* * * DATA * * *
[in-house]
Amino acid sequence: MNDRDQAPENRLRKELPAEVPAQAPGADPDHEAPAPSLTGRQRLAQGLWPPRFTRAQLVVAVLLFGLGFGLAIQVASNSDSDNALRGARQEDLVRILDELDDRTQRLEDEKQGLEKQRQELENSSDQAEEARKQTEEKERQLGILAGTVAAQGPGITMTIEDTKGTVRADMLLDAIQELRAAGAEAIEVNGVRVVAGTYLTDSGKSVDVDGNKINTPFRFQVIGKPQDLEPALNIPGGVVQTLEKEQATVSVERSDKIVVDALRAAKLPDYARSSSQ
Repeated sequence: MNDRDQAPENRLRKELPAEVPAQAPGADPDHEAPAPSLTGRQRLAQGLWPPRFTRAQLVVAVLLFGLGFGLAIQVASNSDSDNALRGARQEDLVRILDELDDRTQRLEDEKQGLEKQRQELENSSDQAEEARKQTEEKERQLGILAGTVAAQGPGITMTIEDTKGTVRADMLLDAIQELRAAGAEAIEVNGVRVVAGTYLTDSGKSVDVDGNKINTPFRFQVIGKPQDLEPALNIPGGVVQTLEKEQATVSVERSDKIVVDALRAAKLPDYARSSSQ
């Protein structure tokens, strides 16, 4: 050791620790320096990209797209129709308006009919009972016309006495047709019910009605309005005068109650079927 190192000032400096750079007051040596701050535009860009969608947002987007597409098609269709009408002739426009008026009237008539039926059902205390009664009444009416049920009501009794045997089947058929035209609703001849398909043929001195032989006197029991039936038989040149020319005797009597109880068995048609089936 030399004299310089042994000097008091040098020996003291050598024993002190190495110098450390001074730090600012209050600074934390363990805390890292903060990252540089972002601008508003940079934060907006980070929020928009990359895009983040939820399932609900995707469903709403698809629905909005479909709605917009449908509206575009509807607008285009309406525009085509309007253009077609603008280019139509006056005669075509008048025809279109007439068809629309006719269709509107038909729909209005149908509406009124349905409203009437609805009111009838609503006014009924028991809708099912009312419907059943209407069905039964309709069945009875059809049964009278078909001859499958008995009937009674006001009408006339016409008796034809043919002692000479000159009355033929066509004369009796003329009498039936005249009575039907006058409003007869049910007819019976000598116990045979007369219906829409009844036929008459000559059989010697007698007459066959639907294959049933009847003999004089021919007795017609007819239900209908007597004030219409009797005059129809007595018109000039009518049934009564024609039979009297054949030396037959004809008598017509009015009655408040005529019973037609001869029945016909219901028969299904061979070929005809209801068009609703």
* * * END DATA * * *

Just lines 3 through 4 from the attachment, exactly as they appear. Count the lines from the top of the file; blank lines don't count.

Repeated sequence: MNDRDQAPENRLRKELPAEVPAQAPGADPDHEAPAPSLTGRQRLAQGLWPPRFTRAQLVVAVLLFGLGFGLAIQVASNSDSDNALRGARQEDLVRILDELDDRTQRLEDEKQGLEKQRQELENSSDQAEEARKQTEEKERQLGILAGTVAAQGPGITMTIEDTKGTVRADMLLDAIQELRAAGAEAIEVNGVRVVAGTYLTDSGKSVDVDGNKINTPFRFQVIGKPQDLEPALNIPGGVVQTLEKEQATVSVERSDKIVVDALRAAKLPDYARSSSQ
């Protein structure tokens, strides 16, 4: 050791620790320096990209797209129709308006009919009972016309006495047709019910009605309005005068109650079927 190192000032400096750079007051040596701050535009860009969608947002987007597409098609269709009408002739426009008026009237008539039926059902205390009664009444009416049920009501009794045997089947058929035209609703001849398909043929001195032989006197029991039936038989040149020319005797009597109880068995048609089936 030399004299310089042994000097008091040098020996003291050598024993002190190495110098450390001074730090600012209050600074934390363990805390890292903060990252540089972002601008508003940079934060907006980070929020928009990359895009983040939820399932609900995707469903709403698809629905909005479909709605917009449908509206575009509807607008285009309406525009085509309007253009077609603008280019139509006056005669075509008048025809279109007439068809629309006719269709509107038909729909209005149908509406009124349905409203009437609805009111009838609503006014009924028991809708099912009312419907059943209407069905039964309709069945009875059809049964009278078909001859499958008995009937009674006001009408006339016409008796034809043919002692000479000159009355033929066509004369009796003329009498039936005249009575039907006058409003007869049910007819019976000598116990045979007369219906829409009844036929008459000559059989010697007698007459066959639907294959049933009847003999004089021919007795017609007819239900209908007597004030219409009797005059129809007595018109000039009518049934009564024609039979009297054949030396037959004809008598017509009015009655408040005529019973037609001869029945016909219901028969299904061979070929005809209801068009609703």